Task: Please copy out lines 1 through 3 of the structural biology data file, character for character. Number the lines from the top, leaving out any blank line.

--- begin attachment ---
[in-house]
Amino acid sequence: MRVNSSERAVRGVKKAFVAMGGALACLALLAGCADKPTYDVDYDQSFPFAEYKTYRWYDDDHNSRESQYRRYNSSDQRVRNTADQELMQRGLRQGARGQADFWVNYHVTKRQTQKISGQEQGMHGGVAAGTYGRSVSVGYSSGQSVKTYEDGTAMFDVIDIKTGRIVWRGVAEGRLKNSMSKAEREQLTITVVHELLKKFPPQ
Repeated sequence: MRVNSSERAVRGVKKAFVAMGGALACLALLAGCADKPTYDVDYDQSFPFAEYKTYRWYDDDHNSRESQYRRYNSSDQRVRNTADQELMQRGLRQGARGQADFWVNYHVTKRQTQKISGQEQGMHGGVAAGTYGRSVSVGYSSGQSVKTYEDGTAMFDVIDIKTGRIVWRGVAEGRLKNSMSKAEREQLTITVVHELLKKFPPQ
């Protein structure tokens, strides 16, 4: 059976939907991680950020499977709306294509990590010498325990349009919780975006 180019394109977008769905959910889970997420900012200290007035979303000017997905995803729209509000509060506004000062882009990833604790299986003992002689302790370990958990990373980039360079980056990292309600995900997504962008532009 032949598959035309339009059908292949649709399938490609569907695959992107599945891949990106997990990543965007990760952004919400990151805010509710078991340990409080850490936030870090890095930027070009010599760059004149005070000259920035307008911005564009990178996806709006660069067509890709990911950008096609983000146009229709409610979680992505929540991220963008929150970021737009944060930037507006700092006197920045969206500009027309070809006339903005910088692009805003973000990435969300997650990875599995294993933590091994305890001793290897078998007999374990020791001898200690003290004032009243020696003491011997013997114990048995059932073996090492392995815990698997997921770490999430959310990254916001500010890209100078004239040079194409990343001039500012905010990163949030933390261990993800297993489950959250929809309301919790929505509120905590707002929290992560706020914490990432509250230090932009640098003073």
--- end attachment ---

[in-house]
Amino acid sequence: MRVNSSERAVRGVKKAFVAMGGALACLALLAGCADKPTYDVDYDQSFPFAEYKTYRWYDDDHNSRESQYRRYNSSDQRVRNTADQELMQRGLRQGARGQADFWVNYHVTKRQTQKISGQEQGMHGGVAAGTYGRSVSVGYSSGQSVKTYEDGTAMFDVIDIKTGRIVWRGVAEGRLKNSMSKAEREQLTITVVHELLKKFPPQ
Repeated sequence: MRVNSSERAVRGVKKAFVAMGGALACLALLAGCADKPTYDVDYDQSFPFAEYKTYRWYDDDHNSRESQYRRYNSSDQRVRNTADQELMQRGLRQGARGQADFWVNYHVTKRQTQKISGQEQGMHGGVAAGTYGRSVSVGYSSGQSVKTYEDGTAMFDVIDIKTGRIVWRGVAEGRLKNSMSKAEREQLTITVVHELLKKFPPQ